Surely the expression of a film school trained director who watched way too many Martin Scorsese, Robert Altman, Francis Ford Coppola, and Paul Thomas Anderson films during his lifetime, The Place Beyond the Pines is the conspicuously contrived creation of a man that knows a lot about post-classical Hollywood (or the so-called “American New Wave”), but not much else, especially life, as if he just came to the realization that America is run by liars from areas like NY who have spoiled children who for some reason wish they were black and “keeping it real” (non-European-run Hollywood itself is largely to blame for the cultural vacancy that is America and the absurd myth of the culture-producing Negro). I doubt many people, including brain-dead Americans high on Tarantino's celluloid turds, will see it as any revelation that the double bastard (both racially and socially) son of a criminal could grow up to be a more honorable individual than the son of a pussy cop with a law degree who cons and connives his way up to being the New York State Attorney General because, as Brad Pitt’s character states at the conclusion of Killing Them Softly (2012)—another film that strives for greatness but is just another piece of plastic pomo pretentiousness—“In America you’re on your own. America is business,” and in business there is no place for morals or culture, especially in an extra-European cultural and racial bastard like the United States of America. Like the completely compromised character Avery Cross that he portrays in The Place Beyond the Pines, director Derek Cianfrance is someone who knows the right thing to do when it comes to his job (i.e. create celluloid art), but is too caught up in the corporate and cosmopolitan system of America (or in this case, Hollywood) to do the right thing, thus his film comes off as a halfhearted attempt at cinematic artistry that reflects no deep sense of real-life learning or aesthetic integrity on the filmmaker’s part, but instead comes off as a terribly tedious and intemperate Tinstletown tidal wave of cinematic clichés, half-ass celluloid convention breaking, and a work that ultimately expresses a mundane moral message in 140 minutes that could easily be disseminated in a ten minute short by a more uncompromising auteur. Indeed, it does not say much about a filmmaker whose greatest contributions to cinema are being known for featuring a scene where Hollywood hunk Ryan Gosling submissively performs cunnilingus on Heath Ledger's ex-girlfriend and another where the star lies dead in a pool of his own blood with a seemingly sardonic smirk on his face. I could not help but think Gosling was smiling at the viewer for being tricked into enduring such an elaborately assembled piece of celluloid con-artistry.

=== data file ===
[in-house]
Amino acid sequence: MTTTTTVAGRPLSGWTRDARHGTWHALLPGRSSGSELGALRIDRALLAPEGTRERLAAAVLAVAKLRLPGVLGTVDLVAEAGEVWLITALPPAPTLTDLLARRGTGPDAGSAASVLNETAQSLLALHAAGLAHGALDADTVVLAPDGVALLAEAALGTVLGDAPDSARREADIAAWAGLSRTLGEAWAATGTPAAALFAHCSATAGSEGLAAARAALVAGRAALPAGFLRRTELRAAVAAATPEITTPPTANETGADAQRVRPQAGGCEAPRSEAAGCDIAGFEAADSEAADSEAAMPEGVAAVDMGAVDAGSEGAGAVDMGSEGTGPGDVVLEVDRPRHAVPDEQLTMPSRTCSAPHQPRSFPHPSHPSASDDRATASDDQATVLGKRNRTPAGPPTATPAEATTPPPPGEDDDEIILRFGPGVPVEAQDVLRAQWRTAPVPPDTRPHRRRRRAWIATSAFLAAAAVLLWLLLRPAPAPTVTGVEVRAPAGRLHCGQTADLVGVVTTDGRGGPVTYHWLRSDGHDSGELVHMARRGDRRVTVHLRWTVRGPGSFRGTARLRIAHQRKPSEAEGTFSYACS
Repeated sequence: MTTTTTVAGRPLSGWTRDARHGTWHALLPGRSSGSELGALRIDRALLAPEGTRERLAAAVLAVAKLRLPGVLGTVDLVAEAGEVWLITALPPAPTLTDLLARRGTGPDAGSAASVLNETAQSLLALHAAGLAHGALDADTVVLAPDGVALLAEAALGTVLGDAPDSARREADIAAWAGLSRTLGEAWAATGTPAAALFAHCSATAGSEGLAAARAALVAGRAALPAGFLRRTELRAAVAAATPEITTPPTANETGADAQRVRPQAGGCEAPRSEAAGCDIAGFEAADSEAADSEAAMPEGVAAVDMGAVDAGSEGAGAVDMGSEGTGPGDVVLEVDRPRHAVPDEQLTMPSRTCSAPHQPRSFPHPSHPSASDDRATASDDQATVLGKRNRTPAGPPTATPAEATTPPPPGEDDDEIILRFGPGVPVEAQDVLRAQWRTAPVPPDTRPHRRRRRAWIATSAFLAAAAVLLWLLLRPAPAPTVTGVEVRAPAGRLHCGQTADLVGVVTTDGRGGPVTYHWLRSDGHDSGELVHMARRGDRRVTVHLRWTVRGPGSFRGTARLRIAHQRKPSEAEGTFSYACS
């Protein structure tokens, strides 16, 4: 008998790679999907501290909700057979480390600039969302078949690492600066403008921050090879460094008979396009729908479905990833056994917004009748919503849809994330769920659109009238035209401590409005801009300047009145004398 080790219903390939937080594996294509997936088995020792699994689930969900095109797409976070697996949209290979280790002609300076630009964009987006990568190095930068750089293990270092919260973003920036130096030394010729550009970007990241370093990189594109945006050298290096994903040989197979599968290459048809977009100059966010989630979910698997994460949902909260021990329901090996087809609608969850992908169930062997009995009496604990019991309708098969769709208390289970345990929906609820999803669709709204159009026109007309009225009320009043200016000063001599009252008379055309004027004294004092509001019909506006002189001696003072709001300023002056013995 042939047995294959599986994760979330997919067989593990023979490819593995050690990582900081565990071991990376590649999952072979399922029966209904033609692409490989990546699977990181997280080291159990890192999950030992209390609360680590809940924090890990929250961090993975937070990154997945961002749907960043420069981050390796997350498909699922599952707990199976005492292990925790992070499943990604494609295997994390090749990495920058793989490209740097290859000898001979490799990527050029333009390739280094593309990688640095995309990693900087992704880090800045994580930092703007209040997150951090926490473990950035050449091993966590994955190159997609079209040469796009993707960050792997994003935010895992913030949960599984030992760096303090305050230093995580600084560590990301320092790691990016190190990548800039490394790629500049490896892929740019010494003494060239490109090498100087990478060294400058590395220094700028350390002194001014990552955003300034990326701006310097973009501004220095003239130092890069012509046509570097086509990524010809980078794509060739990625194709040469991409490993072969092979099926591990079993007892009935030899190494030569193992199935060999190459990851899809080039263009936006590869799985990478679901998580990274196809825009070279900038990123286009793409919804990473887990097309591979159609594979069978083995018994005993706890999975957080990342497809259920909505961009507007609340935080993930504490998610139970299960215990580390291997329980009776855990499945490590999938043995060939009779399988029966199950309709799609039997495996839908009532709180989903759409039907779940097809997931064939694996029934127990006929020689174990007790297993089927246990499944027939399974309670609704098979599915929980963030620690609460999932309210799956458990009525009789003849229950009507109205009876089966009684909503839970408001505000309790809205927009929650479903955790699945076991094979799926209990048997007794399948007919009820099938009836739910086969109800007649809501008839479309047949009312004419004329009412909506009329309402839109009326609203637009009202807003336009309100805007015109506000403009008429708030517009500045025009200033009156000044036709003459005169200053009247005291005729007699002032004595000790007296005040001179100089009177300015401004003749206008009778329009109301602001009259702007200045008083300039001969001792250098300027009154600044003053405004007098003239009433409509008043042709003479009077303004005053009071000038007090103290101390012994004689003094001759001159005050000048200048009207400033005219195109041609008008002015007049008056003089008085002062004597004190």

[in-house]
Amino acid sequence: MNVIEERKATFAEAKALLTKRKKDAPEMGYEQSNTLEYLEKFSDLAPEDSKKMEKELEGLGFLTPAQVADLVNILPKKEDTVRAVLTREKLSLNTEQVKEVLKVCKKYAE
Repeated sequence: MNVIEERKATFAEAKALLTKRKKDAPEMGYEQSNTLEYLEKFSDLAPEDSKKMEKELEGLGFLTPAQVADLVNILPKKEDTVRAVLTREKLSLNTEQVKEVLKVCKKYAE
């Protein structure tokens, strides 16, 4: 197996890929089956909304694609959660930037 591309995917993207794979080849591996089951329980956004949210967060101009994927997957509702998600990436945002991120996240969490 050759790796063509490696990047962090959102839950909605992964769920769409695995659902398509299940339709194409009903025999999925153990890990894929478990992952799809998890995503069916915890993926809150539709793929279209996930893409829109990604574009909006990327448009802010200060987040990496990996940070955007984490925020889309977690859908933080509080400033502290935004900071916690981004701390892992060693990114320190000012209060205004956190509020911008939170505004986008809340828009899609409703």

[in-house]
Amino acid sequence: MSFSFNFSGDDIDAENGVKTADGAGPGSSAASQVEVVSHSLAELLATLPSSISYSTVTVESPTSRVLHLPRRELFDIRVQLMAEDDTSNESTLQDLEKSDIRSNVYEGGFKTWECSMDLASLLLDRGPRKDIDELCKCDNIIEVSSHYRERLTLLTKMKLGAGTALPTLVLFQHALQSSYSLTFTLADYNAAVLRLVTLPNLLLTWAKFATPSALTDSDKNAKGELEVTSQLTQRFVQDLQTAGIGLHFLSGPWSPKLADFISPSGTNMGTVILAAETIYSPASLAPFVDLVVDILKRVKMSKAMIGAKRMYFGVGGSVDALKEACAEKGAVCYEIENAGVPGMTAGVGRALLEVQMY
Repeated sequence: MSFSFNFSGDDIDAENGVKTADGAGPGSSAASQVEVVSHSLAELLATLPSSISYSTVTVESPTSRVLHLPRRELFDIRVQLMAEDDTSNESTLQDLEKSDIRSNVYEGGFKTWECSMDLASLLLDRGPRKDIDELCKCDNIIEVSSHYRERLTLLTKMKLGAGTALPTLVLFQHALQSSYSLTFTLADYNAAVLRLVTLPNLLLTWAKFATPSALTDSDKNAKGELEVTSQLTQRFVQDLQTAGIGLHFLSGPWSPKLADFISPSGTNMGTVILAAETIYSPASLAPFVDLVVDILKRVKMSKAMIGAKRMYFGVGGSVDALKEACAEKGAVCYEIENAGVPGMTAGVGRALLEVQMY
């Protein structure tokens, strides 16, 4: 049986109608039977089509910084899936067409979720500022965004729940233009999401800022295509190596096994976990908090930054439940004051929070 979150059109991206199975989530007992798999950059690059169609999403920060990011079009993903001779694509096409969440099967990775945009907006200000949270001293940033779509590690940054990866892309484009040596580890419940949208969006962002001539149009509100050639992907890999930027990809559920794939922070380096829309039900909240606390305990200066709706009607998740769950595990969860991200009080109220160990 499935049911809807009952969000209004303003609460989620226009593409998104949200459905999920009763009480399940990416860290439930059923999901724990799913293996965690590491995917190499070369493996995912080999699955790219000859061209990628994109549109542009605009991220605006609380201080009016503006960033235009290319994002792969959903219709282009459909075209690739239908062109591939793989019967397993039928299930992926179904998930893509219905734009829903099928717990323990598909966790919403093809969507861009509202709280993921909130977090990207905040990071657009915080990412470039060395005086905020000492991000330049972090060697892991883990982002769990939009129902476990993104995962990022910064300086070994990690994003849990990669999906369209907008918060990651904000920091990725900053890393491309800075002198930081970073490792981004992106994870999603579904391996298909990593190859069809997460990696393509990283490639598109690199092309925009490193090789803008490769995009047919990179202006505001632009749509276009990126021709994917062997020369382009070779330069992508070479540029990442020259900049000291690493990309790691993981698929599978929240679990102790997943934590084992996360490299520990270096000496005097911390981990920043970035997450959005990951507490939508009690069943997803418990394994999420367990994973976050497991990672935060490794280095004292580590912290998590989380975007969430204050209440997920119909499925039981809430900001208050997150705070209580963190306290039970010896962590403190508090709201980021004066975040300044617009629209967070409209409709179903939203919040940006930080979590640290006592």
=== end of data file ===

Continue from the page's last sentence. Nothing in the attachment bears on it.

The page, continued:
Posted by Soiled Sinema at 8:49 PM